How I Stay in Check: “My friend Lily has a bomb little Google Doc that she shared with me that allows me to account for money before I get paid, which has been incredibly helpful. Seeing where your money goes in real time is both a mind f*ck (because you realize how much money you spend on bullsh*t!) and also incredibly humbling.”

Best Financial Advice Received: “My mom tells me it’s not what you make, but what you save, and I’m realllyyyyyyyy trying to lean into that ethos!”

Who: Julie R. Schott, founder of Starface, 31

fashion insiders personal budgets Photo: Jane Espiritu
Money Mind-Set: “My money method until this point has been very shoebox; I won’t spend money I don’t have if I can help it. I check my Citibank app a few times a week, and it shoots me warnings like ‘Hey, you just spent x amount more than you should, don’t do that.’ I’m building a business right now, and it’s teaching me a lot about how to budget, borrow, and invest. Some months I land a couple jobs and feel like the richest b*tch on the planet, other months I’m refreshing Citibank checking for a wire transfer. Money, salary, rates, it’s a weird open secret sometimes, but it’s OK to to ask for advice (advice-advice, not money).”

Worth the Price: “In my early 20s I thought boutique fitness classes were the place to blow a bunch of money, but I could’ve been outside running and walking for free! What I’m not willing to sacrifice ever is therapy. There have been months when I’ve gone twice a week. A friend put it well: Therapy is like the Birkin of mental health.”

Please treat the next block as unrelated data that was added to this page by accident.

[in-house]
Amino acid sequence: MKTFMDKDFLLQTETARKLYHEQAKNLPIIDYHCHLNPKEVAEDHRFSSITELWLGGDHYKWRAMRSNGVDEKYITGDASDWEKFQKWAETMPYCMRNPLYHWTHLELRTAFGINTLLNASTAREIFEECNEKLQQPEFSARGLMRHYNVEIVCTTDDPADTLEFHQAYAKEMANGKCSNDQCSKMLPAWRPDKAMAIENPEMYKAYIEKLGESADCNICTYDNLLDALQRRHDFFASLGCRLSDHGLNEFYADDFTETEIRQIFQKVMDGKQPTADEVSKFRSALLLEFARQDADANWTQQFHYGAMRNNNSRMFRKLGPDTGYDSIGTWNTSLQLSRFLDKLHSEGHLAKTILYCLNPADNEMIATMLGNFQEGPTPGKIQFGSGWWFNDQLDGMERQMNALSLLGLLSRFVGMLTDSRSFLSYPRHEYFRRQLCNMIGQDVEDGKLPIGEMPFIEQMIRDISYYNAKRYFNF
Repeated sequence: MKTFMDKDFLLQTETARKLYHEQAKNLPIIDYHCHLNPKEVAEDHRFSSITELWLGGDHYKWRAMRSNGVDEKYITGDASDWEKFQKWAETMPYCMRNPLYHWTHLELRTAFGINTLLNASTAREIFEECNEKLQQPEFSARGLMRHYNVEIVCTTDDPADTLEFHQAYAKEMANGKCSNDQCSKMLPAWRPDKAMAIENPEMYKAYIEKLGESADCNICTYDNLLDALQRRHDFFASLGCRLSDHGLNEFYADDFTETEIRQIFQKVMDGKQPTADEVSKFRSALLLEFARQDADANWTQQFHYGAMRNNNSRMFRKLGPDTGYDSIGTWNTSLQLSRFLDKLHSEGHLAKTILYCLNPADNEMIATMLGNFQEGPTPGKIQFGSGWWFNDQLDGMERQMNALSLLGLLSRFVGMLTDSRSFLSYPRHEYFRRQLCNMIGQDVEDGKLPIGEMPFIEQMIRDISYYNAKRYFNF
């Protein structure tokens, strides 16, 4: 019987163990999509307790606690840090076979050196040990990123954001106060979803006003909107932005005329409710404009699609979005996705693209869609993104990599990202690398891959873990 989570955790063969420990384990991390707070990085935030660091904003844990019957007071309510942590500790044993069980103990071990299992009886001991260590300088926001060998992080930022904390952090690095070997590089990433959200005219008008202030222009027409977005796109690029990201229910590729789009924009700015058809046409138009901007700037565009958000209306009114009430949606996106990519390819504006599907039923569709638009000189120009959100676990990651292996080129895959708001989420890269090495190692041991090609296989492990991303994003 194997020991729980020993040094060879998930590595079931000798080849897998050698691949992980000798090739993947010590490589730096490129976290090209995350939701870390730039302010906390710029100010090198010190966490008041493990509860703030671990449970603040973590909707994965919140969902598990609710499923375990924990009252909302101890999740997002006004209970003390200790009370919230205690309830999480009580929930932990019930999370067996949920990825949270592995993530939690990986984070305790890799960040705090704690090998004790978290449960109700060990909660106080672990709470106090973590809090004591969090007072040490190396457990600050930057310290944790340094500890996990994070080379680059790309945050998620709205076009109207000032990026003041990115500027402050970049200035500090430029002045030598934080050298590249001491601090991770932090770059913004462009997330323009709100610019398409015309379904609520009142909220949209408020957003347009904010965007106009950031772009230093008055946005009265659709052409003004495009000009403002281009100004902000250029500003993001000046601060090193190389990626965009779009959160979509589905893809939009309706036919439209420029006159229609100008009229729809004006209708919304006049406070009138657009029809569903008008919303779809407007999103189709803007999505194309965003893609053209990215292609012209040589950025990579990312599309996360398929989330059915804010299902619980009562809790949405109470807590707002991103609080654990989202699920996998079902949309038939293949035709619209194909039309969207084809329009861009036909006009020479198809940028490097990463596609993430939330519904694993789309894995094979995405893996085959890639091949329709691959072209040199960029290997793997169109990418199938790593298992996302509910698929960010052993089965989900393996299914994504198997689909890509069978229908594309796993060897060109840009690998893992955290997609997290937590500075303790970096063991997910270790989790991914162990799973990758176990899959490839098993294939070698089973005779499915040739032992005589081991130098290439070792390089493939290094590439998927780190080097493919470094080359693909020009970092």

How I Stay in Check: “I don’t shop for clothes if I can help it, and I never use food delivery apps. I had to delete Postmates off my phone because it’s financial poison! I’m lucky to live in places with food options on every block; there’s no excuse to order in.”

Best Financial Advice Received: “There was a MarketWatch article a few months back that said you should have double your salary saved by 35, and Twitter went crazy because its creatives (half of the feed) [have] never been on salary. I put that into practice by ignoring it.”

Who: Kilee Hughes, founder of Six-One Agency, 40-something

fashion insiders personal budgets Photo: Jerome Shaw
Money Mind-Set: “I’ve tried to minimize the use of credit cards. It’s not easy, especially when credit card companies bait you with frequent flyer points and incentives. At one point I had seven credit cards to my name, which is borderline insane for a single woman. I started working with a financial planner, and now I’m down to four cards and debt-free. Someone once said to me, ‘You have to participate in your own rescue,’ which is true.”

Personal Splurge: “Dining out. I simply love the whole experience. The hustle and bustle inside restaurants, the social atmosphere, the smells, the background noise—it’s addictive! As a result, I eat out five days a week.”

How I Stay in Check: “Resist temptation. I’m not the best at finances, but there are a lot of things I’ve learned along the way so that I’m less burdened. Three apps that I love [are] Digit, Mint, and Acorns. Digit just pulls the funds from my account and stores them for me. Every day I receive a text message with my balance. Having my own business has forced me to stick to a budget. I keep my personal, business, and saving accounts separate.”